Though data available doesn’t share segregation of victims by gender, data available from some displaced people’s camps as a result of the crisis shows that many of the victims of displacements are women. In April 2022, Resilient Aid Development Initiative, RADI Kaduna shared data of one of the informal camps of displaced persons, women and children are almost 3 times the population of displaced men in the camp reported:
12th April 2022:, Men: 823, Women: 1209, Children: 1814 , pregnant Women: 25, Persons with Disability: 17
Dataphyte reported that over 2.182 million Nigerians were displaced in Nigeria in 2021, Nigeria has the highest number of displaced people in Africa, behind the Republic of Congo and Somalia.
As the primary and secondary effects of climate change become more pronounced with little or no mitigating actions by Government and responsible agencies, the figures are expected to rise.
Displacement comes with loss of livelihood, homelessness, lawlessness, rape and other gender based violence in affected areas. Acts of violence against women have been reported even in displaced people’s camps; in this Premium Times Special Report, an investigation on abuse in IDP camps showed that women and girls are abused in and out of camps by terrorists, fellow displaced persons, security officers and even aide workers. Forced to trade their bodies in return for freedom, food and a place to sleep. Some women faced double abuse first by the terrorists who kidnapped them, and then by the security officers who rescued them and were meant to protect them in IDP camps. A particular lady in the report by Premium times was raped by Boko Haram Militants, infected with HIV and then further impregnanted and abandoned by a member of the Civilian JTF protecting the Internally Displaced Camp.
Another emerging trend is children escaping from communities prone to terrorists attack, who have lost parents to violent attacks being exploited by rings of child traffickers. Children are trafficked to “safer” cities to work as maids and abused in the process by the women and families who “employ” them. The most recent case an 11 year old Margret Joshua was beaten and tortured to death in Jos by her “employer”, Margret was escaping terrorists in her home in Kebbi and ended up being slowly tortured till she died in the hands of the suspect, Mrs. Nneamaka Nwachukwu. In a similar case in Kaduna Princess Micheal a displaced child was also tortured, and abused by her now convicted former employer Yemi Awolola.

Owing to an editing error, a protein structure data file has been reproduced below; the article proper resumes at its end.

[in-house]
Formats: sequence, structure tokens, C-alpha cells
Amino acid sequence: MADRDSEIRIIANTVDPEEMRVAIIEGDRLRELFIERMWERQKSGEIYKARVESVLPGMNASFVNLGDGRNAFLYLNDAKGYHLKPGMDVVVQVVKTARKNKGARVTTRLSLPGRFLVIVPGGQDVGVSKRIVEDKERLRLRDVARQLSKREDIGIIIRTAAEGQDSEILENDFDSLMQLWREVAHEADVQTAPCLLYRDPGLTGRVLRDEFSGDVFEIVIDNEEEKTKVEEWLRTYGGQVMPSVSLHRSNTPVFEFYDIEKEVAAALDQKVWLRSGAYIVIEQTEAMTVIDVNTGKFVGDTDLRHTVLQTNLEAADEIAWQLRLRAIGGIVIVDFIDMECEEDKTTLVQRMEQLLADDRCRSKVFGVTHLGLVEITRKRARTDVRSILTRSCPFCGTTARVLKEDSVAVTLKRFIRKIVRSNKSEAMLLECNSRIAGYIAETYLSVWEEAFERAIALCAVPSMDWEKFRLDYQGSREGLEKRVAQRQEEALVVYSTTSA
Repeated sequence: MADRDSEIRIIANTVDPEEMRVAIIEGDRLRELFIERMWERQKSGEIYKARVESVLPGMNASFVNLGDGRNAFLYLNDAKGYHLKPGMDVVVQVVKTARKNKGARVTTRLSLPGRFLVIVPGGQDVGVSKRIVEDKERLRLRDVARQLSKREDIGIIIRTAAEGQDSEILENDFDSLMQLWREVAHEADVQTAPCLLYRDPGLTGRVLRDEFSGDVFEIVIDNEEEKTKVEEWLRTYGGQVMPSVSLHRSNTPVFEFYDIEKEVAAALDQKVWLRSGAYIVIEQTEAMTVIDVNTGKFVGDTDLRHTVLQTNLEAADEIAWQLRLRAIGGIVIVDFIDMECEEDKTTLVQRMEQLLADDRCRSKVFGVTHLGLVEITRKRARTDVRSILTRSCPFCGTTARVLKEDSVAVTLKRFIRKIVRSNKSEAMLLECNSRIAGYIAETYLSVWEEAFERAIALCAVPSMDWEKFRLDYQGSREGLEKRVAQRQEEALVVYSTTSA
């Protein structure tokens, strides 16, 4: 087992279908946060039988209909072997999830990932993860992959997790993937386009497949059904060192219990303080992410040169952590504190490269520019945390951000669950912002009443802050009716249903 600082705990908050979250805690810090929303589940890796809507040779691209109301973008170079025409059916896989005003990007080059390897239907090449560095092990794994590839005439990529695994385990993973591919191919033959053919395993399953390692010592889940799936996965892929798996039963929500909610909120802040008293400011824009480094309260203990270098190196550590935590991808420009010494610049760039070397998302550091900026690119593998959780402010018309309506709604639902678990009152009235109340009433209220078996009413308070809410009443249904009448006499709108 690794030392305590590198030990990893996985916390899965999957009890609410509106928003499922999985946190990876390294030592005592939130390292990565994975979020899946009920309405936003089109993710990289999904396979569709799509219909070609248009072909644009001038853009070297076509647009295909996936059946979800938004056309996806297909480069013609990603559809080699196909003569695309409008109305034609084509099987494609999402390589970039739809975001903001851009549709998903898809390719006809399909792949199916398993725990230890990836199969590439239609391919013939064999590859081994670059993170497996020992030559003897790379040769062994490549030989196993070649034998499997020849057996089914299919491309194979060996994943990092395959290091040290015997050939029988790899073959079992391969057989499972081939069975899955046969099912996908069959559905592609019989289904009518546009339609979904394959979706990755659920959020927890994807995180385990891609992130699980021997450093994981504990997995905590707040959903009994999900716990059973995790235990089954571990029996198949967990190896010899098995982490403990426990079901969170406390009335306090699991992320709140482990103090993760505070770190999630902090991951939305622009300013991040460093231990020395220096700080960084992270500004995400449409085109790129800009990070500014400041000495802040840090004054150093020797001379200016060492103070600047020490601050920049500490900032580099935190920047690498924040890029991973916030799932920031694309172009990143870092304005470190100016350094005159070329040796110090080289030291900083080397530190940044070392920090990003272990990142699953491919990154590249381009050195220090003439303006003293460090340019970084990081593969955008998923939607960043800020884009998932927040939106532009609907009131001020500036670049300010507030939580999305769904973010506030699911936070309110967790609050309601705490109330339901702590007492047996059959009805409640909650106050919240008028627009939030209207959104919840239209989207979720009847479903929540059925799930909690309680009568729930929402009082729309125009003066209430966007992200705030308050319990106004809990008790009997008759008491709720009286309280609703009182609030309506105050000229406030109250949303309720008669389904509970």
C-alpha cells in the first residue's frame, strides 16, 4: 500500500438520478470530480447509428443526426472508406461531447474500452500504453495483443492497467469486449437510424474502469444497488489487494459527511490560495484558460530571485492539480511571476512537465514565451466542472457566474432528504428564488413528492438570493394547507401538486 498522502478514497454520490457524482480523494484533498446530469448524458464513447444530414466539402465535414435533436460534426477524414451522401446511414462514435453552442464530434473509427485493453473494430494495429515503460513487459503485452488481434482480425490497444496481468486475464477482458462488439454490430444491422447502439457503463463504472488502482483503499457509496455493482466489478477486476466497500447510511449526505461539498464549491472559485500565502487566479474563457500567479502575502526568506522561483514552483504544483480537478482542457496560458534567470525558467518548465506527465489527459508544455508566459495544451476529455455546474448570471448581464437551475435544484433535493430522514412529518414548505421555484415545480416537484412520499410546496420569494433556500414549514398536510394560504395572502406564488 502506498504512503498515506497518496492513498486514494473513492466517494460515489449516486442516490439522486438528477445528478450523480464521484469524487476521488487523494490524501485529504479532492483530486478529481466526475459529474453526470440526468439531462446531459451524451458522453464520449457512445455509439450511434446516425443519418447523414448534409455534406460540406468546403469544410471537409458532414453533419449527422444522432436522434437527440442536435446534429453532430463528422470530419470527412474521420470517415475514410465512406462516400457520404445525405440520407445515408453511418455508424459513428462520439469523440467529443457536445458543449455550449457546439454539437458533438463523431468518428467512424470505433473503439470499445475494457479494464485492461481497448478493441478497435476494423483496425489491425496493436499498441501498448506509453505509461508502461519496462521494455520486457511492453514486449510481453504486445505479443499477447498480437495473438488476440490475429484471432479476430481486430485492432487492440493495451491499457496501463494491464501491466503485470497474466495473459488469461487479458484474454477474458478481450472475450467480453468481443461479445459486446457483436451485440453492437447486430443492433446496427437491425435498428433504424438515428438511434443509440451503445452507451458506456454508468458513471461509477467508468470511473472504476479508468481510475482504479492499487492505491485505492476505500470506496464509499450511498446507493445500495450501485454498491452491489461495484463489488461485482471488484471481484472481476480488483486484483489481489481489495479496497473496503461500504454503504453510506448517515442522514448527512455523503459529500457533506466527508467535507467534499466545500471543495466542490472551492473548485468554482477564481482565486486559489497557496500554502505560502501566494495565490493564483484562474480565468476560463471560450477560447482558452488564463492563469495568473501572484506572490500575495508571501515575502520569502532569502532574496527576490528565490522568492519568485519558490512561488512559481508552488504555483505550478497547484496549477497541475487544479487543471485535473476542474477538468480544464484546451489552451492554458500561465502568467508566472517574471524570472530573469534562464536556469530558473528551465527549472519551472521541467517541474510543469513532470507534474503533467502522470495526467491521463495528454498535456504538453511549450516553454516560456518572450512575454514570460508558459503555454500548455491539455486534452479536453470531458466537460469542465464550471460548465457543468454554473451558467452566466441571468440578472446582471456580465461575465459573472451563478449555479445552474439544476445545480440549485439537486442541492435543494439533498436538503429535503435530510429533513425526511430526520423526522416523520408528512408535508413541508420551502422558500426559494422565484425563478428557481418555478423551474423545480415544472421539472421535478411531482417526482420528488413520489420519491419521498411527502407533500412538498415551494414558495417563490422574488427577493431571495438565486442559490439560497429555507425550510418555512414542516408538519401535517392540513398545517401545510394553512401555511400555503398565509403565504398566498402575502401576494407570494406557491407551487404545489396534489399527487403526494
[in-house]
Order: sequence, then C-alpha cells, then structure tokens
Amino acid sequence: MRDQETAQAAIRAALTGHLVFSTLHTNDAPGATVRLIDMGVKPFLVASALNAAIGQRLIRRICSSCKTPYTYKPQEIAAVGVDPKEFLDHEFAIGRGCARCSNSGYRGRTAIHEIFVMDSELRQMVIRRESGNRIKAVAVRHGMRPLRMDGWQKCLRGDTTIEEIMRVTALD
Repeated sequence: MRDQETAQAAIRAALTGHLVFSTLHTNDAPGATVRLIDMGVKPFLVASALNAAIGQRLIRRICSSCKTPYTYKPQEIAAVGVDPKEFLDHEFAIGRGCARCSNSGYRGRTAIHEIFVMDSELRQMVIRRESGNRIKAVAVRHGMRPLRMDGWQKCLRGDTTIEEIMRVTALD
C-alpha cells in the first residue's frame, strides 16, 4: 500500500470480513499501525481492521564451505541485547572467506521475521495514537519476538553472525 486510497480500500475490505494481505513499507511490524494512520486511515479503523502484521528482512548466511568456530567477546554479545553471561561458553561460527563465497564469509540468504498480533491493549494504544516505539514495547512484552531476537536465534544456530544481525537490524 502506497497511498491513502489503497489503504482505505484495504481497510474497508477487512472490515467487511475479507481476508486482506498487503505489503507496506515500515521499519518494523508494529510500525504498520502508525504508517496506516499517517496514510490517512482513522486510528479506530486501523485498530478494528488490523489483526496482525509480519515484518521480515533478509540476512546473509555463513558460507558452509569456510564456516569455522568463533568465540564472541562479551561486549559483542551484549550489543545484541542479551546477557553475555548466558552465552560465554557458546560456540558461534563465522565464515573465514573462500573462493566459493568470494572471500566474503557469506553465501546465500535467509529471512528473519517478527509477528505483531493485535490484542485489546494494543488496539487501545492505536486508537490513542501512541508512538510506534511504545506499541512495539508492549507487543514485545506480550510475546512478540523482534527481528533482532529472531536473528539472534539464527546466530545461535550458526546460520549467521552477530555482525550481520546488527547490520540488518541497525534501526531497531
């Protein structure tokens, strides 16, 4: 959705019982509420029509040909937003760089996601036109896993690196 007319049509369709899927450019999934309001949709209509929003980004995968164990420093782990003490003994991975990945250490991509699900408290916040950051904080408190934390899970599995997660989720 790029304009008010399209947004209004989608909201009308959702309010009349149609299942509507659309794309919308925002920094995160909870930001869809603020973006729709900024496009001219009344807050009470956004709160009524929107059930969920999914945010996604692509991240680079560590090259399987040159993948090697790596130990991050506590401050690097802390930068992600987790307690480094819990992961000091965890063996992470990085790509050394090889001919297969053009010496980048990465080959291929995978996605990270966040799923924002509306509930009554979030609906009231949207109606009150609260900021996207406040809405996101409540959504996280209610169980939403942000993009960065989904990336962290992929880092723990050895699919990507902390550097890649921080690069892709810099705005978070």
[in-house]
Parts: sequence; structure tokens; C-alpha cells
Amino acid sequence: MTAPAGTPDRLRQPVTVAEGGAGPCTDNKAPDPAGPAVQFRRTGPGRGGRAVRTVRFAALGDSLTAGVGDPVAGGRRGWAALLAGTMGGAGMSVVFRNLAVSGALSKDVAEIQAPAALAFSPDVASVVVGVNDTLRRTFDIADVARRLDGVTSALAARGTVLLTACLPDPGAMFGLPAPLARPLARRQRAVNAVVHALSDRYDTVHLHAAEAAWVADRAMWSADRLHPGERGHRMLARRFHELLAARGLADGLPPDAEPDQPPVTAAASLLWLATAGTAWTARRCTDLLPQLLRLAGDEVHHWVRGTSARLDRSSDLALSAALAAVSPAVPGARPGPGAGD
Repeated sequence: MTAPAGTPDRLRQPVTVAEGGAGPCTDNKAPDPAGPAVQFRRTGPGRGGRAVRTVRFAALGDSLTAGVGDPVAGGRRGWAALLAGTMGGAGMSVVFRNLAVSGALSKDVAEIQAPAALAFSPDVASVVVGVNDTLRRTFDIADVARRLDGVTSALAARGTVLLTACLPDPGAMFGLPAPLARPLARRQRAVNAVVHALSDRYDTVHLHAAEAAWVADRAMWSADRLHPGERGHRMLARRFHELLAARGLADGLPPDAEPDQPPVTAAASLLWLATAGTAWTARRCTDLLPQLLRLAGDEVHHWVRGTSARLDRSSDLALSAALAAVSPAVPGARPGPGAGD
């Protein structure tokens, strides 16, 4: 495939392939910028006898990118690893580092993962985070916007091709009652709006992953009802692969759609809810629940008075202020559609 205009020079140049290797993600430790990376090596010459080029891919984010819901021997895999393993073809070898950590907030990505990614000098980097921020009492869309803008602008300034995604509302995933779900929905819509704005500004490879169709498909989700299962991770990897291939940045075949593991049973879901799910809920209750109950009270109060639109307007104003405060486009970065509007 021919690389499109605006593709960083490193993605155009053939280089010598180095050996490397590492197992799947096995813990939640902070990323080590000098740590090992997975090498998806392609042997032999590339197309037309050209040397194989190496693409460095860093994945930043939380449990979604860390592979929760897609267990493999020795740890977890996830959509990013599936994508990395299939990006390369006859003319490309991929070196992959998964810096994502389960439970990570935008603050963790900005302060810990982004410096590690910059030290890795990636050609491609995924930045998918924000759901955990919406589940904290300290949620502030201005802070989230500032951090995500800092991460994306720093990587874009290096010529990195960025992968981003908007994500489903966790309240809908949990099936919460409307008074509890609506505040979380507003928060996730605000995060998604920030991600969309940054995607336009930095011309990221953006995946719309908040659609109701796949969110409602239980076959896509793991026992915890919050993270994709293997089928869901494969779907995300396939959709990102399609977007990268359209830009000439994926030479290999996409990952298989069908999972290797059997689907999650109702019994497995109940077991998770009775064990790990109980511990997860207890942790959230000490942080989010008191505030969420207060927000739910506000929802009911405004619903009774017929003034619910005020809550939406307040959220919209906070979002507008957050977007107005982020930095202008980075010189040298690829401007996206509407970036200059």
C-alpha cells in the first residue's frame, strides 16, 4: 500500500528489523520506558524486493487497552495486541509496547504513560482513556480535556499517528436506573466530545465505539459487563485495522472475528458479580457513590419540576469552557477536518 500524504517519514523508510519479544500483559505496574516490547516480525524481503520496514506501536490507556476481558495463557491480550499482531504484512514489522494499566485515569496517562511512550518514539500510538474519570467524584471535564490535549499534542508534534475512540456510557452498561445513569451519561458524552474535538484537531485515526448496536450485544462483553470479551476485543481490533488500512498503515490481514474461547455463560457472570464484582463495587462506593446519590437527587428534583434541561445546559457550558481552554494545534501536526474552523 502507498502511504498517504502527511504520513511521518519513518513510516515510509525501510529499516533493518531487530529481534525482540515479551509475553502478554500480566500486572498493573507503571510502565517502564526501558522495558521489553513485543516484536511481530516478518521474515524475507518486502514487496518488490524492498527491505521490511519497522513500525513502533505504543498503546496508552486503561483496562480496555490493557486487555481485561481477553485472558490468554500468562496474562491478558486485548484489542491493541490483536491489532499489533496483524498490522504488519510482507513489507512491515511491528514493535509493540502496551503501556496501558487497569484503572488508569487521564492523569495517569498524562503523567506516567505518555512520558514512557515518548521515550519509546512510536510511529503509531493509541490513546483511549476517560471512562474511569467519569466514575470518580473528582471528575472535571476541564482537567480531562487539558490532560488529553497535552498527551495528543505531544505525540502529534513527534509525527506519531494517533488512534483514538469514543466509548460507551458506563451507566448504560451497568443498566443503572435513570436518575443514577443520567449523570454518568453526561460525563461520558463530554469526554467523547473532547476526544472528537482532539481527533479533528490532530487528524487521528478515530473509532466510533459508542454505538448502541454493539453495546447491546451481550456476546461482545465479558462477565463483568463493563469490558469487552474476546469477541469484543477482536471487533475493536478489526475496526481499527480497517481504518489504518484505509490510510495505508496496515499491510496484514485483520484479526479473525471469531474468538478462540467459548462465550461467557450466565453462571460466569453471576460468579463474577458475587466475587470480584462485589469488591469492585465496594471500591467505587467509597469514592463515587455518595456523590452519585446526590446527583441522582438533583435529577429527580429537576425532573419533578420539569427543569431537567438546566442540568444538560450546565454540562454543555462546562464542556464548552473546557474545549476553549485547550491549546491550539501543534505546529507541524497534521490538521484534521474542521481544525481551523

The last 10 years of escalating climate change related insecurity in Nigeria has set in motion a deep hole of violence against women, girls and the vulnerable. Abuse and violence when their homes and villages are sacked by terrorists, abuse when they are kidnapped and held by these terrorists, abuse in camps where they go to for safety and protection, and for children, exploitation and abuse when they are illegally employed into child labour while trying to escape abuse.
With the recent push to loss and damages at this year’s just concluded Conference of Parties (COP27), Nigeria must properly document and make a case for the women and vulnerable groups most affected by the effects of flooding and insecurity as a result of climate change; collation of data showing the number of women and vulnerable population killed, displaced and abused in the last 12 years is vital to achieving accountability and climate justice.
*Ifeoma Malo is Founder and CEO — Clean Technology Hub
*Aishatu Ella-John is Manager, Environment and Climate Action at Clean Technology Hub